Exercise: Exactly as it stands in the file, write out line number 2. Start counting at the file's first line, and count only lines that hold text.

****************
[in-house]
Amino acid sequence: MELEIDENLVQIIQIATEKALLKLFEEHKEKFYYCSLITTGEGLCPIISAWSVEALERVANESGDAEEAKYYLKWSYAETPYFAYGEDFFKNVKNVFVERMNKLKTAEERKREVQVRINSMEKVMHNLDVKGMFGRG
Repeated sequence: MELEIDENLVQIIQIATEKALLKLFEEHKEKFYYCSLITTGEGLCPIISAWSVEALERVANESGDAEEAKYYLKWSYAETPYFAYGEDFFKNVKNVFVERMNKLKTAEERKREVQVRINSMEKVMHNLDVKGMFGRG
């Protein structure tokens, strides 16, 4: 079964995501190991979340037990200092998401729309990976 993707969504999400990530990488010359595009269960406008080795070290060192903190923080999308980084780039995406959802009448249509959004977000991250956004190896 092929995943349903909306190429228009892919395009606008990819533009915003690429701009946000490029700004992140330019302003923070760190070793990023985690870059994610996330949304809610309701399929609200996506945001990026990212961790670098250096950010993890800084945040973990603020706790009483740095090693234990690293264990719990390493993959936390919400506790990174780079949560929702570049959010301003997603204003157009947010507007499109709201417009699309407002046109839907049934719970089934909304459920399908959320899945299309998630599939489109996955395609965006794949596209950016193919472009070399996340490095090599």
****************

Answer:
Amino acid sequence: MELEIDENLVQIIQIATEKALLKLFEEHKEKFYYCSLITTGEGLCPIISAWSVEALERVANESGDAEEAKYYLKWSYAETPYFAYGEDFFKNVKNVFVERMNKLKTAEERKREVQVRINSMEKVMHNLDVKGMFGRG